The Veteran Card

abstract art of tank and civilian

The From the Green Notebook podcast continues to push the boundaries, just a little bit further.

Elliot Ackerman joins the podcast to discuss a recent article he wrote for Liberties Journal titled, “Turning in My Card“. Joe and Elliot talk about the dark side of identity and how it can prevent us from personal and professional growth. While acknowledging there benefits that come with an identity, Elliot cautions us to avoid using our identities to shut down discourse and warns everyone about the dangers of becoming a slave to identity.

S3,Ep9: Elliot Ackerman- The Dark Side of Identity

In this one, Joe speaks with Elliot Ackerman about what it means to be a veteran.

The whole thing reminded me of this episode, which feels like it is from a generation ago.

Elliot talks about the disservice we do when we open up a paragraph with “As a combat veteran…”

Or “as a” ‘anything‘ really…

It robs us of having to make an argument.

We’re saying ‘believe me because I did something, once.’

This is a good episode and one that cuts deep into the bone of what it means to define yourself by service.

It even throws badges and tabs into the bin.

The conversation eventually settles into a place where they begin discussing the civil-military divide, and the odd growing apart that is happening due to one side of that coin.

Want to know more? Go back to 1997 and this article. Still the single best thing I’ve read on the civil-military divide.


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“We don’t need any more lines and arrows”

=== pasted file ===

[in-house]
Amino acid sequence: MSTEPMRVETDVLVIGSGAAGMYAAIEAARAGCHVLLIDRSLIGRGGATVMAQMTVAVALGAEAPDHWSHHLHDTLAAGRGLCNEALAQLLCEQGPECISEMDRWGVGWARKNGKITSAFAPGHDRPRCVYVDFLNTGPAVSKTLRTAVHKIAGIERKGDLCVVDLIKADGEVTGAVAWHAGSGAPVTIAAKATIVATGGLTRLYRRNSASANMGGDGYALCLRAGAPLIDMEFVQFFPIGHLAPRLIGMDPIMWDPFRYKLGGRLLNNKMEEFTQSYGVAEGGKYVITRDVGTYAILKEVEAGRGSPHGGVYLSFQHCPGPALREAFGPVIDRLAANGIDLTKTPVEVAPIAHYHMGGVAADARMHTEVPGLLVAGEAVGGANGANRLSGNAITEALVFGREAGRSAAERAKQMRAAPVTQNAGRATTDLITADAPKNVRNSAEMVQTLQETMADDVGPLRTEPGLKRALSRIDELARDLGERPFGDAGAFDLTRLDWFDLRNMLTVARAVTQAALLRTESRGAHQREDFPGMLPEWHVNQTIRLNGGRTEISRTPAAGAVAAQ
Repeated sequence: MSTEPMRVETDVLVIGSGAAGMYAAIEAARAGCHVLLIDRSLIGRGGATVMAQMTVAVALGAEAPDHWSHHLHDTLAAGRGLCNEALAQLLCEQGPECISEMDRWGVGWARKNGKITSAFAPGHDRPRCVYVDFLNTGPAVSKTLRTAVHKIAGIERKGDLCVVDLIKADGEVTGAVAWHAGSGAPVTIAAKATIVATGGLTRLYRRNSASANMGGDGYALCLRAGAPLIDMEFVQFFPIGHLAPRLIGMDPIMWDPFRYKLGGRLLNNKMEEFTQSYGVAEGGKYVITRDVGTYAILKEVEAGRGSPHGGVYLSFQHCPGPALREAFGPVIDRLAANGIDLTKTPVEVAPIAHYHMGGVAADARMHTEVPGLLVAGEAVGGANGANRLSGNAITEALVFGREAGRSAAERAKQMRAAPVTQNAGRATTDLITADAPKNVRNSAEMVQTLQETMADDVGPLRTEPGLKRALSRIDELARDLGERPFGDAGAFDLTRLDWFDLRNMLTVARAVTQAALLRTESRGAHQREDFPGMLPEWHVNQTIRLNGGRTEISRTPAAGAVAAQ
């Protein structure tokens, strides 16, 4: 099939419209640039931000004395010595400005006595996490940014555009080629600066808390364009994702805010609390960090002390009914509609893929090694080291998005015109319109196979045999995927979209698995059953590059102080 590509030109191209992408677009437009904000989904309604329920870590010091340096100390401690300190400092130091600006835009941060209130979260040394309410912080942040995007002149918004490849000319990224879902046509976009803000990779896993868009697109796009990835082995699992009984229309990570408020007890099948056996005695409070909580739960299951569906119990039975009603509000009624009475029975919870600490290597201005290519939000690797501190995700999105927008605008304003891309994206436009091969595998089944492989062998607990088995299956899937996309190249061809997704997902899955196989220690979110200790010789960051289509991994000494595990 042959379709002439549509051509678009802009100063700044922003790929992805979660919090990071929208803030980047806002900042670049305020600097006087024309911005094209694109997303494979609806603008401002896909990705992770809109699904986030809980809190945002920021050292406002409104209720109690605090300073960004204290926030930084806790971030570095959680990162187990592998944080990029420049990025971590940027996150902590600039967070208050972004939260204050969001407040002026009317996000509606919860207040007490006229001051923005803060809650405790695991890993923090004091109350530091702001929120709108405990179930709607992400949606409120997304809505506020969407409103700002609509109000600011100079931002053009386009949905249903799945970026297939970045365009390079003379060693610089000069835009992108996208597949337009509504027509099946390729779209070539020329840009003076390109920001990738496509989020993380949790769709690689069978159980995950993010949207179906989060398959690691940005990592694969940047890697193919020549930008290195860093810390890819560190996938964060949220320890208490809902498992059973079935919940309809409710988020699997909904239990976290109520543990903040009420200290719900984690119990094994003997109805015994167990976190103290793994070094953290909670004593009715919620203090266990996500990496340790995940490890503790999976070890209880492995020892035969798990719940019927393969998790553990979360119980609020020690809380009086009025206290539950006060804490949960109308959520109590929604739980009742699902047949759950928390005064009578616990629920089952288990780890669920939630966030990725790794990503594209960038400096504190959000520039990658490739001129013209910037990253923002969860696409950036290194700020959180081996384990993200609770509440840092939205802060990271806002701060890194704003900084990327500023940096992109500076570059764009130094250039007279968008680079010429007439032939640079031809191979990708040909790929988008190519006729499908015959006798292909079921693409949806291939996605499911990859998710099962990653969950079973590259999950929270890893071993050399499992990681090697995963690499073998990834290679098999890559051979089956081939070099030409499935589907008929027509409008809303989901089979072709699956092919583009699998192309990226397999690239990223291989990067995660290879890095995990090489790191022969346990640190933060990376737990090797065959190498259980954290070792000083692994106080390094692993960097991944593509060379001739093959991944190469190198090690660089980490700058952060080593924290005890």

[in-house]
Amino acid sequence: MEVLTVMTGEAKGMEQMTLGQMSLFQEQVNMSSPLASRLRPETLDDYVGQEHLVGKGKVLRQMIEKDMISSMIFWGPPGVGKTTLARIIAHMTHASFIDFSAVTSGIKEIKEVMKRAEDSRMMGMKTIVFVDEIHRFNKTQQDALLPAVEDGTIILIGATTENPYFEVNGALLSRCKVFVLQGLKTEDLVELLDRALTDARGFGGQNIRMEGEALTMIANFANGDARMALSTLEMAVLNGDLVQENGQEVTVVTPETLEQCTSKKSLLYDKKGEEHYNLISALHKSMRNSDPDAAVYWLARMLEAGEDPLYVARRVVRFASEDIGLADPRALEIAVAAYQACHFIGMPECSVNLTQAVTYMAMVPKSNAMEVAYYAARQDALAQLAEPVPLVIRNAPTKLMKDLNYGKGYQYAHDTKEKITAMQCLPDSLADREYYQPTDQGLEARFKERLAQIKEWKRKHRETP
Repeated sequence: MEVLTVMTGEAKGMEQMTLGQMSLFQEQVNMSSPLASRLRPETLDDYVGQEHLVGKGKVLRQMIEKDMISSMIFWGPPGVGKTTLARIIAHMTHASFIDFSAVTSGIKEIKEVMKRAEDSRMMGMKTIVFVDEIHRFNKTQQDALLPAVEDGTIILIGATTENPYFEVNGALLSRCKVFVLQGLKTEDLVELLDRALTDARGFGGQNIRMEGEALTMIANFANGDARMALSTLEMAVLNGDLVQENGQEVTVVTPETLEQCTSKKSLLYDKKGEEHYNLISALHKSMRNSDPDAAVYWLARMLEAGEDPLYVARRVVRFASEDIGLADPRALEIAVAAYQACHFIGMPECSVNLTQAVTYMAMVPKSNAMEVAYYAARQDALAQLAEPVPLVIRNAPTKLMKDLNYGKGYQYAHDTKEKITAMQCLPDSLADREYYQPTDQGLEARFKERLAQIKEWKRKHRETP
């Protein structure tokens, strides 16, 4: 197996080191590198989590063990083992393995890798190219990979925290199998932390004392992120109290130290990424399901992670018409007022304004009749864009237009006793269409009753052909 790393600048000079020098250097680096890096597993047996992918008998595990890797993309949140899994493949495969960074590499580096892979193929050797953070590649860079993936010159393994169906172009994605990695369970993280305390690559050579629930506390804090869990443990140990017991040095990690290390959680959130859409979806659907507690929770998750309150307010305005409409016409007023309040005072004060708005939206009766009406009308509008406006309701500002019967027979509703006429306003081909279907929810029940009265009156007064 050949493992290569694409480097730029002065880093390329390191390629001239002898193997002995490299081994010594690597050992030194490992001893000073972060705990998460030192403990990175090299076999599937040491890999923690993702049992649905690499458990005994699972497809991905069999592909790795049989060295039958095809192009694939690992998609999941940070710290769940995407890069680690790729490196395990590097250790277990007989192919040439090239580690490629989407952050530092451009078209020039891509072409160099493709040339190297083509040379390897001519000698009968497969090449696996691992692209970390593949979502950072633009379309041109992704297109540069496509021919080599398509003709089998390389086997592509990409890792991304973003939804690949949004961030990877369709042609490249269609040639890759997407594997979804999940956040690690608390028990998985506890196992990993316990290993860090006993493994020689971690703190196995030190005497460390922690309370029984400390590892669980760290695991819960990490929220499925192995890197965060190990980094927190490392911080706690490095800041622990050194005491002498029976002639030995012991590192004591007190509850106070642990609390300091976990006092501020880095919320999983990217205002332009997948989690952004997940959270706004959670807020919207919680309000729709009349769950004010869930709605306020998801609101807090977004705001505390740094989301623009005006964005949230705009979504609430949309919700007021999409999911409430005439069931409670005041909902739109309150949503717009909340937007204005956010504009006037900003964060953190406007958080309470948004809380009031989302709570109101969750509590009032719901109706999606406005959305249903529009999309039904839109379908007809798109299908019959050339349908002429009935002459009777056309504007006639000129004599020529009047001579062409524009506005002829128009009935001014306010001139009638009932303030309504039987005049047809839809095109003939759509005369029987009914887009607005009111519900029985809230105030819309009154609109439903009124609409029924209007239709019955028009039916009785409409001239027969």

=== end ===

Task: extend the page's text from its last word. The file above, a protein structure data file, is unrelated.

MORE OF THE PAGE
the indigenous approach logo

I’m thoroughly enjoying the 1st Special Forces Command new podcast – The Indigenous Approach. They recently wrapped up a 3 episode series on the Special Forces “identity crisis” which is fantastic.

There are some great quotes throughout the series, but I’m going to pin this one from Special Forces SGM Dave Friedberg who jumps out first to answer the question “how are we going to address the SF identity crisis?”

We take the missions that our units are assigned, we come up with the training guidance, and then we train our units to accomplish our assigned missions. Period, end of story.

SGM Dave Friedberg, Alpha company 4th Battalion, 1st Special Forces group sergeant major

I love that. It cuts through all the nonsense and gets right to what is important – training for the assigned mission. If we’re doing that, the rest falls into place.

And then to add the flair you would expect from a senior non-commissioned officer, he closes with this.

I don’t think we need any more lines and arrows, I don’t think we need any more references to the NDS. I think everyone understands what the new threat is, and we just power it down to the companies and let the senior NCOs and Team Sergeants take charge of the training.

Perfect.

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